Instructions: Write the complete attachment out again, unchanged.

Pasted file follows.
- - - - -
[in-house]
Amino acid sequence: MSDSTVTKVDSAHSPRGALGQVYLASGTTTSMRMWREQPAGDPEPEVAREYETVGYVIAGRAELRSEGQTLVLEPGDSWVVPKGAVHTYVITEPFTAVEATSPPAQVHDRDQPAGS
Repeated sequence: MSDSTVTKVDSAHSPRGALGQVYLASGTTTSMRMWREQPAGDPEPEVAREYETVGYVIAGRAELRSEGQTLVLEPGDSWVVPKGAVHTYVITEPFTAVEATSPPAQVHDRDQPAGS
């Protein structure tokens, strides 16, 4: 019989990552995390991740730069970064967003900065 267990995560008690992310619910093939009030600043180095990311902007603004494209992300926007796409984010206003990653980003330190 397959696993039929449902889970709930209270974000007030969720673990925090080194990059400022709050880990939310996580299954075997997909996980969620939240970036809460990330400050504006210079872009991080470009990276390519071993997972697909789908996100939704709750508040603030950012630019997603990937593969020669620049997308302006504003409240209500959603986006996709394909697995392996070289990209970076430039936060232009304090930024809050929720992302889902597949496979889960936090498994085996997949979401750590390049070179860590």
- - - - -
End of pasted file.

[in-house]
Amino acid sequence: MSDSTVTKVDSAHSPRGALGQVYLASGTTTSMRMWREQPAGDPEPEVAREYETVGYVIAGRAELRSEGQTLVLEPGDSWVVPKGAVHTYVITEPFTAVEATSPPAQVHDRDQPAGS
Repeated sequence: MSDSTVTKVDSAHSPRGALGQVYLASGTTTSMRMWREQPAGDPEPEVAREYETVGYVIAGRAELRSEGQTLVLEPGDSWVVPKGAVHTYVITEPFTAVEATSPPAQVHDRDQPAGS
């Protein structure tokens, strides 16, 4: 019989990552995390991740730069970064967003900065 267990995560008690992310619910093939009030600043180095990311902007603004494209992300926007796409984010206003990653980003330190 397959696993039929449902889970709930209270974000007030969720673990925090080194990059400022709050880990939310996580299954075997997909996980969620939240970036809460990330400050504006210079872009991080470009990276390519071993997972697909789908996100939704709750508040603030950012630019997603990937593969020669620049997308302006504003409240209500959603986006996709394909697995392996070289990209970076430039936060232009304090930024809050929720992302889902597949496979889960936090498994085996997949979401750590390049070179860590």